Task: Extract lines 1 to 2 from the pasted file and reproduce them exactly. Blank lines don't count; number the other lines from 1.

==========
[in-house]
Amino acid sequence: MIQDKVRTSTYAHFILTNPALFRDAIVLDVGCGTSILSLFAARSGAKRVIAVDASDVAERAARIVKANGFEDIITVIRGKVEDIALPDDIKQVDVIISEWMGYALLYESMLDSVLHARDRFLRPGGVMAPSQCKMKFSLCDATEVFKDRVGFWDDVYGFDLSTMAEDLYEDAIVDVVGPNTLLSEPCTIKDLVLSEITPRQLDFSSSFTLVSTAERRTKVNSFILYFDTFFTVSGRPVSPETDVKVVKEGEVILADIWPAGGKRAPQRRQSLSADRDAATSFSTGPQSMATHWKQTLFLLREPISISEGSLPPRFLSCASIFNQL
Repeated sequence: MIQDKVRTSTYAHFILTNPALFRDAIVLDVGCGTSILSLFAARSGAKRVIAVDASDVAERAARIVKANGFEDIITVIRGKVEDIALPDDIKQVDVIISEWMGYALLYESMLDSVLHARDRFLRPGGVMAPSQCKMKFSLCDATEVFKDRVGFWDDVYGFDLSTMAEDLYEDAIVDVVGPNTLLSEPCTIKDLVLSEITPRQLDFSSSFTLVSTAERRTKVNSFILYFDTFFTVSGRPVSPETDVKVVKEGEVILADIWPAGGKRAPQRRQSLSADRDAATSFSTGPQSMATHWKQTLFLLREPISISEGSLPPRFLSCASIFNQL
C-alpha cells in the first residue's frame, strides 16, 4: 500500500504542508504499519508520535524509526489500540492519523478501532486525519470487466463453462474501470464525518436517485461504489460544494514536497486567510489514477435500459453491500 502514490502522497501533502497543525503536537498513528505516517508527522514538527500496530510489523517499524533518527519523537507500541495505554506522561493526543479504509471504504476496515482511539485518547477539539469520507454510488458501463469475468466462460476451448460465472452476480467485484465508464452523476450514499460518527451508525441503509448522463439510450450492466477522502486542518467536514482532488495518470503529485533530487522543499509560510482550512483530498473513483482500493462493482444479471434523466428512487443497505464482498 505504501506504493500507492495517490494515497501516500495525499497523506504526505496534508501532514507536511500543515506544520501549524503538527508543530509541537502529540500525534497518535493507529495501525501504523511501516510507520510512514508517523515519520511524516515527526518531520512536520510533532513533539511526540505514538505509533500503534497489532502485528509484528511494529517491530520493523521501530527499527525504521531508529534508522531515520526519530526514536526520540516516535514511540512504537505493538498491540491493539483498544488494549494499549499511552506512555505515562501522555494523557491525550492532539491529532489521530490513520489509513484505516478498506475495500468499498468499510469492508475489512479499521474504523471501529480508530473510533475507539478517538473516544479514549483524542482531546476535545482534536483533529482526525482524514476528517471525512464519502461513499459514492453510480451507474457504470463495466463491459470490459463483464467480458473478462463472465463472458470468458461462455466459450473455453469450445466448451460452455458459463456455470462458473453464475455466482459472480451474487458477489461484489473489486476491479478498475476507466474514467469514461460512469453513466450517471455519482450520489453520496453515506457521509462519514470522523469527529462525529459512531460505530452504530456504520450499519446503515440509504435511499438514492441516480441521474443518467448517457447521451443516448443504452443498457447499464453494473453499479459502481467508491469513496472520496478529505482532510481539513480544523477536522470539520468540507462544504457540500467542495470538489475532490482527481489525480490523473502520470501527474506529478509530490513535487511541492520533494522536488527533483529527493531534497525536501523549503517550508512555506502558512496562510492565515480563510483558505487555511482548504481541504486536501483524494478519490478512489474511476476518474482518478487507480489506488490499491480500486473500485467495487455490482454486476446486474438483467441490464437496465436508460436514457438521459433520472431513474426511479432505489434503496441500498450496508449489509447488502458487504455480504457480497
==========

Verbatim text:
[in-house]
Amino acid sequence: MIQDKVRTSTYAHFILTNPALFRDAIVLDVGCGTSILSLFAARSGAKRVIAVDASDVAERAARIVKANGFEDIITVIRGKVEDIALPDDIKQVDVIISEWMGYALLYESMLDSVLHARDRFLRPGGVMAPSQCKMKFSLCDATEVFKDRVGFWDDVYGFDLSTMAEDLYEDAIVDVVGPNTLLSEPCTIKDLVLSEITPRQLDFSSSFTLVSTAERRTKVNSFILYFDTFFTVSGRPVSPETDVKVVKEGEVILADIWPAGGKRAPQRRQSLSADRDAATSFSTGPQSMATHWKQTLFLLREPISISEGSLPPRFLSCASIFNQL